Reviews

Endorsements

I sing the praises of the Sensory Alphabet to everyone I can because it changed the way I think about and work with young children. It helps me go beyond the usual belief that simply giving children access to lots of materials equals creativity. Rather, this approach gave us the vocabulary to talk about children’s creativity with the kids themselves, and once they know the ‘words,’ so to speak, they have so much to say!

The Missing Alphabet is so intuitive, you might ask yourself, ‘Why haven’t I realized this before?’ But just as quickly, you’ll begin to see the world and your child in a new way.”

Leah Hanson

Manager of Early Learning Programs
Dallas Museum of Art

Why is it that when you ask a room full of kids under five if any of them are creative, almost every hand in the room goes up – but when the same question is asked of middle schoolers, only one or two respond? Marcus and team, in The Missing Alphabet, detail the answer: we’re not developing creative thinking like we need to be. And indeed, we didn’t even have the language to do so – until now!”

Dr. Larry Johnson

Chief Executive Officer
The New Media Consortium

I love this book! Science is showing that children’s education must expand beyond the three Rs to include the basic building blocks of creativity and social-emotional learning. The authors provide a sensory alphabet to hone a child’s attunement to everyday experiences and provide a strong foundation for such growth.”

Susan L. Smalley, PhD

Professor Emeritus,
Department of Psychiatry

Jane and Terry Semel Institute of
Neuroscience and Human Behavior

David Geffen School of Medicine at UCLA

Press

Skinny Mom says, “It’s a Must Read.”

With 40 years of experience studying how children learn and create, Susan Marcus, Susie Monday, and Cynthia Herbert, PhD. have written an amazing book, The Missing Alphabet: A Parents’ Guide to Developing Creative Thinking in Kids. This is a must have read for parents and educators wishing to help their children develop and expand upon their own ability to be innovative and to solve problems using their creativity.

“Wonderful new parents’ resource…” Says Educator

Now that the whole world is connected and digitized, there is a real danger that children will become passive thinkers. As an early childhood educator, I see a real need for children to have true opportunities to develop creative thinking skills so they can succeed and excel in the future. Thanks to Susan Marcus, Susie Monday, and Cynthia Herbert, there is a wonderful new parents’ resource on hundreds of ways to provide children these opportunities.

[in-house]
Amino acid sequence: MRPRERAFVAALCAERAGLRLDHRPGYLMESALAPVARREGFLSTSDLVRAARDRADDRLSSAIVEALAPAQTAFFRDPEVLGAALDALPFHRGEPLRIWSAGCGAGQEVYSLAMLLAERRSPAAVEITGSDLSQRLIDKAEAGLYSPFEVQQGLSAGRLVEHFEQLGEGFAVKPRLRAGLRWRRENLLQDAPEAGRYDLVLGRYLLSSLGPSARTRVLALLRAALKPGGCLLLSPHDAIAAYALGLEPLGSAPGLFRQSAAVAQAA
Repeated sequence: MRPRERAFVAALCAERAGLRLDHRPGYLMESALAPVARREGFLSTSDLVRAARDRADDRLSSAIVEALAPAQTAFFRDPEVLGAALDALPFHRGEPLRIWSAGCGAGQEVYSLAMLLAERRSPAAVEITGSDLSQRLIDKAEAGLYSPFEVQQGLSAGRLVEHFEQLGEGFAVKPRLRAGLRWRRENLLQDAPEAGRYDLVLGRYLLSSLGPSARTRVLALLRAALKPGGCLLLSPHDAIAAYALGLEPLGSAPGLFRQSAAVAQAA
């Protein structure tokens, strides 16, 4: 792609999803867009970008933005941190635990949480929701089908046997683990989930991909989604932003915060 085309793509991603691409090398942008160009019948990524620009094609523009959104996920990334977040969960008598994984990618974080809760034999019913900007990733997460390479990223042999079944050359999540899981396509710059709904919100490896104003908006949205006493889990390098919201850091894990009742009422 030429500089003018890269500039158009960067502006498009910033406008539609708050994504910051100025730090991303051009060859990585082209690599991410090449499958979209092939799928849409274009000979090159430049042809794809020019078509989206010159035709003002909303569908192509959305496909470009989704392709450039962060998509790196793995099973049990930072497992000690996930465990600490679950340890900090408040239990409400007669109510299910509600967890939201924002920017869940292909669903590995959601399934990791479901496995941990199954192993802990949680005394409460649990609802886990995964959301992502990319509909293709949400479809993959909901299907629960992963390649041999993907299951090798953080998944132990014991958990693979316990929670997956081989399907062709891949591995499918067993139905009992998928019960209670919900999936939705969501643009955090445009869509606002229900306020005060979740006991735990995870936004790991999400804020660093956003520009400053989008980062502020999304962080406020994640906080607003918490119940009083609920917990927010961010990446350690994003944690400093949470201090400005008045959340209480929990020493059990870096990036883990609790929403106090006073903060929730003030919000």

Home: A Place for Ideas

Authored by a team of veteran educator/researchers, The Missing Alphabet is “Creativity 101.” Charting a pragmatic path through the often-misunderstood territory of creativity and the even more mysterious realm of talent, this guide brings parents clear information on creative development, backed up by current brain science. The Missing Alphabet is a colorful field guide chock full of activities and a thoughtful approach to managing creativity in our busy, everyday lives. By outlining why innovation is Read More →

Authors teach how to raise creative kids

The next book by local authors is “The Missing Alphabet: A Parents’ Guide to Developing Creative Thinking in Kids” by Susan Marcus, Susie Monday and Cynthia Herbert. The genesis of “The Missing Alphabet” by Susan Marcus, Susie Monday and Cynthia Herbert goes back to when they worked together on the Learning about Learning program in San Antonio that was based at Trinity University in the 1970s and ’80s. The program integrated creativity into schools. Local Read More →

Beyond the 3 R’s

Creativity is sometimes painted as a black or white trait: Either a child is creative or he isn’t. Adding insult to irony, creativity is often used as a euphemism for artsy-craftsy inclinations, as if those preclude a future as CEO. The authors of a book due in October, “The Missing Alphabet: A Parents’ Guide to Developing Creative Thinking in Kids” (Greenleaf Book Group Press), contend that creativity not only can be learned, it also must Read More →